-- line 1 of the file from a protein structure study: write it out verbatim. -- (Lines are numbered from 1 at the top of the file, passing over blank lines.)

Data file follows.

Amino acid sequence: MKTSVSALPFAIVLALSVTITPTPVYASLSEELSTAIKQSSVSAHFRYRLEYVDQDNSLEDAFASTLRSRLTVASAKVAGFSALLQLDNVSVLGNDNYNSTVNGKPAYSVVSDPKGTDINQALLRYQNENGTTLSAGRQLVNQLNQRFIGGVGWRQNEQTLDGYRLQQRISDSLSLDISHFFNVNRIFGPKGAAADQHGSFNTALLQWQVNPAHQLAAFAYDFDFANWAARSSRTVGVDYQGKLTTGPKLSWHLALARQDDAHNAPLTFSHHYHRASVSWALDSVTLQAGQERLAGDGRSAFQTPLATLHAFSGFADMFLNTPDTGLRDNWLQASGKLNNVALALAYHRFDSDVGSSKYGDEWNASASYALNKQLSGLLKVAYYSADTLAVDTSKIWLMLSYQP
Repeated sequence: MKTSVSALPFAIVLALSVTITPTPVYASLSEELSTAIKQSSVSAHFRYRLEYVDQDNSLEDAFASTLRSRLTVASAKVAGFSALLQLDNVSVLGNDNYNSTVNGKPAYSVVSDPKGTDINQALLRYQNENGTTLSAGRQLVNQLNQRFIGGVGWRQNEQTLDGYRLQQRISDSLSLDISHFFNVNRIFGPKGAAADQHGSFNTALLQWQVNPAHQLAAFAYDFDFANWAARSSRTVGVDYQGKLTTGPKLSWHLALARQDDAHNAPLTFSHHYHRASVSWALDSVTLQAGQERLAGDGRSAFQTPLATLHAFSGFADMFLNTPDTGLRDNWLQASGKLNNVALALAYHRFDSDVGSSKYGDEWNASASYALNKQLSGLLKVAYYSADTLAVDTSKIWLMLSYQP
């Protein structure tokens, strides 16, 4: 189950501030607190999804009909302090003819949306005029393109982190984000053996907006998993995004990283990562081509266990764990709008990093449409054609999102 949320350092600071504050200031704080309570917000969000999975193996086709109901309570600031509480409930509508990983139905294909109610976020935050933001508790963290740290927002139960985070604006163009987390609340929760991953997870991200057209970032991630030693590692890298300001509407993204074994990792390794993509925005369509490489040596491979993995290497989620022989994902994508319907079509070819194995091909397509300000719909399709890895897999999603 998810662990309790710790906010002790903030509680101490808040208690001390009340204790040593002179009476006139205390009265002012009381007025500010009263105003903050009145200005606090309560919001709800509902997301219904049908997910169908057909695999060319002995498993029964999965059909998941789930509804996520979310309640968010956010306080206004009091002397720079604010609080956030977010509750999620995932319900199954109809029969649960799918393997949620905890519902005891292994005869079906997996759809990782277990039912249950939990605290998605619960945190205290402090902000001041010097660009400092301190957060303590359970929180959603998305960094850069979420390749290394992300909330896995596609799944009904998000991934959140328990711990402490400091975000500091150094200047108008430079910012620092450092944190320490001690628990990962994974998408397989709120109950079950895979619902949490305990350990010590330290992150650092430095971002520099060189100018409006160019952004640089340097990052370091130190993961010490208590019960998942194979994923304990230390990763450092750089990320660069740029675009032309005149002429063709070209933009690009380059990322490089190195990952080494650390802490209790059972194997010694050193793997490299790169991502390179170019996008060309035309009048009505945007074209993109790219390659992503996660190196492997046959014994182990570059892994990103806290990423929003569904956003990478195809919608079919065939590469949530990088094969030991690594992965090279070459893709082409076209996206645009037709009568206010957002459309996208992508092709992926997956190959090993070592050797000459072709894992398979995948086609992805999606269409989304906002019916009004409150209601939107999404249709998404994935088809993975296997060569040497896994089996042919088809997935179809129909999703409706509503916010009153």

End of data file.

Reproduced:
Amino acid sequence: MKTSVSALPFAIVLALSVTITPTPVYASLSEELSTAIKQSSVSAHFRYRLEYVDQDNSLEDAFASTLRSRLTVASAKVAGFSALLQLDNVSVLGNDNYNSTVNGKPAYSVVSDPKGTDINQALLRYQNENGTTLSAGRQLVNQLNQRFIGGVGWRQNEQTLDGYRLQQRISDSLSLDISHFFNVNRIFGPKGAAADQHGSFNTALLQWQVNPAHQLAAFAYDFDFANWAARSSRTVGVDYQGKLTTGPKLSWHLALARQDDAHNAPLTFSHHYHRASVSWALDSVTLQAGQERLAGDGRSAFQTPLATLHAFSGFADMFLNTPDTGLRDNWLQASGKLNNVALALAYHRFDSDVGSSKYGDEWNASASYALNKQLSGLLKVAYYSADTLAVDTSKIWLMLSYQP